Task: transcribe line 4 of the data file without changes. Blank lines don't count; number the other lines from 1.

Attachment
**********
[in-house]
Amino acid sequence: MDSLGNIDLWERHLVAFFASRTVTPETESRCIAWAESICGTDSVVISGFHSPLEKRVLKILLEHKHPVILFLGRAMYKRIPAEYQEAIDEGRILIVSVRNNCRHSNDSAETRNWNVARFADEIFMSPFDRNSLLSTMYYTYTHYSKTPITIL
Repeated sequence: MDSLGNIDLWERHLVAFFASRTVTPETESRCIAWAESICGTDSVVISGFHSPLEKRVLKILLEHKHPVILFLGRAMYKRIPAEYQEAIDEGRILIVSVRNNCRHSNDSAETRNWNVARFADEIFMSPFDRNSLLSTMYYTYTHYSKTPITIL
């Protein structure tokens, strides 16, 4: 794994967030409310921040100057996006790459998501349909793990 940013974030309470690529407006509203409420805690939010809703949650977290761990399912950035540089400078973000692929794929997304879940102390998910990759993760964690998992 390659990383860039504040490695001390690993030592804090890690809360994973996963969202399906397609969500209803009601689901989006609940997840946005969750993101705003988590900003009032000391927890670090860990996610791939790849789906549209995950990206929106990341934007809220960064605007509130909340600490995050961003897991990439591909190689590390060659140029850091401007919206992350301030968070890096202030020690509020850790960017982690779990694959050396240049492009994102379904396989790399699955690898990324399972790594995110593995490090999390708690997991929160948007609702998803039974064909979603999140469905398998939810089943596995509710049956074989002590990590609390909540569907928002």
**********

């Protein structure tokens, strides 16, 4: 794994967030409310921040100057996006790459998501349909793990 940013974030309470690529407006509203409420805690939010809703949650977290761990399912950035540089400078973000692929794929997304879940102390998910990759993760964690998992 390659990383860039504040490695001390690993030592804090890690809360994973996963969202399906397609969500209803009601689901989006609940997840946005969750993101705003988590900003009032000391927890670090860990996610791939790849789906549209995950990206929106990341934007809220960064605007509130909340600490995050961003897991990439591909190689590390060659140029850091401007919206992350301030968070890096202030020690509020850790960017982690779990694959050396240049492009994102379904396989790399699955690898990324399972790594995110593995490090999390708690997991929160948007609702998803039974064909979603999140469905398998939810089943596995509710049956074989002590990590609390909540569907928002």